The loudest one (Barkha, in this instance) interrupted the rest; her sentences were so long that you forgot how it began before it ended; and more than one person spoke up when uncomfortable questions came up.
The Allahabad High Court rules that the disputed land in Ayodhya be divided into three parts to be distributed among the Sunni Waqf Board, Nirmohi Akhara and the party for ‘Ram Lalla.’
Live updates on the verdict:
00:12 am: @awaaz_neeche – kalmadi can heave a sign of relief, today ppl forgot kalmadi bashing thanx 2 ayodhya verdict. N from 2morow india vs aus test series.
10:30 pm: @sidvee – If Lalit Modi had been in charge of this Ayodhya verdict, Shankar Mahadevan would have been performing by now
10:00 pm: The decision has opened up a ‘chance for reconciliation’ between Hindus and Muslims of India, a member of the All India Muslim Personal Law Board (AIMPLB) said on Thursday after the verdict (Read More)
9:45 pm: The Ayodhya verdict has been hailed as a “mature” decision by Bollywood celebrities who have urged their fans to maintain peace. (Read More)
We have built enough mosques and temples. Lets build the nation now #ayodhya #verdict
We have built enough mosques and temples. Lets build the nation now #ayodhya #verdict
8:15 pm: Verdict significant step in building grand temple: Advani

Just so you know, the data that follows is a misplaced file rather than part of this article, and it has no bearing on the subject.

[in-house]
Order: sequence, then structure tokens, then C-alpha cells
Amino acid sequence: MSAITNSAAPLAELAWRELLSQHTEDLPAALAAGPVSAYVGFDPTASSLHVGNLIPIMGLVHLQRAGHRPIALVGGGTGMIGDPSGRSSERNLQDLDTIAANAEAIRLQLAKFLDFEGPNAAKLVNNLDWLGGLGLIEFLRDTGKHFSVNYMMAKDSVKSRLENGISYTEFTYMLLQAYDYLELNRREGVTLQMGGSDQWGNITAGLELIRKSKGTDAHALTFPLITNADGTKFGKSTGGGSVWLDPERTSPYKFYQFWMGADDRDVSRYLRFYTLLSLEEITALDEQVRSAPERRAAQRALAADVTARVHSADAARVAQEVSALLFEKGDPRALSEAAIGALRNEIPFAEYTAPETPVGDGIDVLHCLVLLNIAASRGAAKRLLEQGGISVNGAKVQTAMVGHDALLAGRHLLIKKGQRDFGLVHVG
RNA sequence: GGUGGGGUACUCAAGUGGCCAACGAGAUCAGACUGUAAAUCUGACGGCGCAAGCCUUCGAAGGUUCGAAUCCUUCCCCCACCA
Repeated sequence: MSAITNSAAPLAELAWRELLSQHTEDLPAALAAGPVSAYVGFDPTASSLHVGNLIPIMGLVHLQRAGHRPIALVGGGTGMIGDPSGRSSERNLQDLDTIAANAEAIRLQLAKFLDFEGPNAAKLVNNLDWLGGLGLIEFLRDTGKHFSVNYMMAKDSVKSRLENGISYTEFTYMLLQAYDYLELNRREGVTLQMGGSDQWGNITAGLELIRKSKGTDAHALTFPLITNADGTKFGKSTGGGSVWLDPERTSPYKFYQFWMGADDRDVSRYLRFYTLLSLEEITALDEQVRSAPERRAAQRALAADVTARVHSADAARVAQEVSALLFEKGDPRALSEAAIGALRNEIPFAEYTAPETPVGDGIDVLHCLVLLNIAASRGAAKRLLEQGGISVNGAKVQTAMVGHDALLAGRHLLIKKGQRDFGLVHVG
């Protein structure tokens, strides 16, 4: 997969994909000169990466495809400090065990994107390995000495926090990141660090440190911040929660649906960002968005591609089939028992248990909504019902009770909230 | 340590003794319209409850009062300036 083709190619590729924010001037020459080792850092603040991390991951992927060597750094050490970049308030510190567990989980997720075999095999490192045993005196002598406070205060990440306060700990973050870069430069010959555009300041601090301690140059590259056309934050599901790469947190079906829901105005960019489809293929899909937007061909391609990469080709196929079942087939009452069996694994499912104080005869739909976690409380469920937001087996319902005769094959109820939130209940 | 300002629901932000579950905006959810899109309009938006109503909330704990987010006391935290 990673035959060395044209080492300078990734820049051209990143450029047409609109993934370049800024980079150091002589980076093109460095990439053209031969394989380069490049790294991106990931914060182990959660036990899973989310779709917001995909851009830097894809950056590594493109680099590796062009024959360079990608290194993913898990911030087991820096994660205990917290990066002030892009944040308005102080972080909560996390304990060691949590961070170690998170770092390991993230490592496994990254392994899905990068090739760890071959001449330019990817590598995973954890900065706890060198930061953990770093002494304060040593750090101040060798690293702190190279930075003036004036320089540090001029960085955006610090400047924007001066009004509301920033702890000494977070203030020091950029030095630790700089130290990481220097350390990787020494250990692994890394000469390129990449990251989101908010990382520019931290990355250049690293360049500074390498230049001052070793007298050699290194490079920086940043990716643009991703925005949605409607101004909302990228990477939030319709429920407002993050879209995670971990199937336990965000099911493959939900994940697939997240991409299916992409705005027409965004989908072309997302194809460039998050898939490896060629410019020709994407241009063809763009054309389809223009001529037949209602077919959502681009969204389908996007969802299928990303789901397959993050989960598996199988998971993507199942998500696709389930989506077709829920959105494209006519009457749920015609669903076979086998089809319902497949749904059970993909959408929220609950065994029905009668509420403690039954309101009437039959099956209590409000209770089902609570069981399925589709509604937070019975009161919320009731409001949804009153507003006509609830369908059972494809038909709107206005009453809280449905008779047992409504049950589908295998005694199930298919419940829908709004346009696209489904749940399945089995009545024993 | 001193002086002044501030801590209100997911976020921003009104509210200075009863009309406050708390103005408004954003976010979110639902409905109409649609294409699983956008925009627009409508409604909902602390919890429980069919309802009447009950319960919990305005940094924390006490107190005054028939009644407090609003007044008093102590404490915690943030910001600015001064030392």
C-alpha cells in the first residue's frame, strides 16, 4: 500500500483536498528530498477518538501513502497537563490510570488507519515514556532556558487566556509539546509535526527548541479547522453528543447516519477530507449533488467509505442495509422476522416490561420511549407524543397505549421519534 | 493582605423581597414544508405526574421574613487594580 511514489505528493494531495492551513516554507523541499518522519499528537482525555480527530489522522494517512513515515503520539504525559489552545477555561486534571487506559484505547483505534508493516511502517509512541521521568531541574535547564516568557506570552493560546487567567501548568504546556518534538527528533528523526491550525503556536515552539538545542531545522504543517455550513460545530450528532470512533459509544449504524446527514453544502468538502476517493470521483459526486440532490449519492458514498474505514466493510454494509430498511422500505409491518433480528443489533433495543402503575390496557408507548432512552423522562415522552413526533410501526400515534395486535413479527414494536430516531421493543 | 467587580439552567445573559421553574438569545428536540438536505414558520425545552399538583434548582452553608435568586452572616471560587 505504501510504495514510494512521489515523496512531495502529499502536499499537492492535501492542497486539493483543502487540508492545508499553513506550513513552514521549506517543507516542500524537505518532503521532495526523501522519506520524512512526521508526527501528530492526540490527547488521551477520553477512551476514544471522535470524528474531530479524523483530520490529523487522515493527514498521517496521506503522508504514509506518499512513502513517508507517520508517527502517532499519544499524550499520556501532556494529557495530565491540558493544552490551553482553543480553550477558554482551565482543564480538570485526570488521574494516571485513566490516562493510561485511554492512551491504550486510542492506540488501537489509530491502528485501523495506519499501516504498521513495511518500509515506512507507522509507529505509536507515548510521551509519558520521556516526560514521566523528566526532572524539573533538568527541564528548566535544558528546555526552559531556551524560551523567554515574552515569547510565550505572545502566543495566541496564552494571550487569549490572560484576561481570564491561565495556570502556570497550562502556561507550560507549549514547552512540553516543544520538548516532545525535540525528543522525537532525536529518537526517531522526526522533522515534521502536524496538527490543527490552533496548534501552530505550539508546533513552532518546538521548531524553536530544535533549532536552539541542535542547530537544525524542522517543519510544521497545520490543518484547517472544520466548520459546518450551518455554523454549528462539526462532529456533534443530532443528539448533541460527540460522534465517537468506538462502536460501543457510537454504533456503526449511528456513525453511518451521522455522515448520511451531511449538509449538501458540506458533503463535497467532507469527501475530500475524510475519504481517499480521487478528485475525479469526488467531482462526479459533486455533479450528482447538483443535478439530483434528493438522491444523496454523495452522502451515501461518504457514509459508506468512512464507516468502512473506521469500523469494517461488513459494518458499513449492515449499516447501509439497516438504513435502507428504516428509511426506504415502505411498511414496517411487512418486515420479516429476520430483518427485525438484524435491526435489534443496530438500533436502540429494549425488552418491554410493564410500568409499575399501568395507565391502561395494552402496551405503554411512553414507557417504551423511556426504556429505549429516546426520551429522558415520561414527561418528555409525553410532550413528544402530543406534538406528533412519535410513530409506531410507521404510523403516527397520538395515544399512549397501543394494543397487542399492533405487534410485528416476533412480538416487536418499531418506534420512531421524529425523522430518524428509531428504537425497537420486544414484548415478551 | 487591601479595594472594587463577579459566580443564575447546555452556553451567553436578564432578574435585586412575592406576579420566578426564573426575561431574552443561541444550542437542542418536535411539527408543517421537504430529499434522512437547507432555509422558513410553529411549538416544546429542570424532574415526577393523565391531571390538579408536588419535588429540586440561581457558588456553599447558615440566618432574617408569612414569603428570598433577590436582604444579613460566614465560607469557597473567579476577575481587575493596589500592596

8:13 pm: Curfew like situation in UP in view of verdict
8:13 pm: Curfew like situation in UP in view of verdict
8:10 pm: In a statement, the PM today appealed to all Indians to respect the verdict and cautioned the public not to take heed of any ‘disruptive elements’ who might try to stir up trouble. He also said he had complete faith in the secular spirit of the nation. (Read Full Report)
7: 00: pm: No winner or loser: Ramjanmabhoomi Trust
Ayodhya tweet – @mohak INDIAN WINS BIG OUTSOURCING CONTRACT! Jerusalem, Palestine, Israel issue to be resolved by Allahabad High Court!!!! #ayodhya
5.58 pm: UP Chief Minister Mayawati appeals for calm
5.41 pm: Allahabad High Court website crashes
5.28 pm: Verdict opens up ‘chance for reconciliation’: Muslim panel member
5.10 pm: Ayodhya verdict – Babri Committee disappointed, will move SC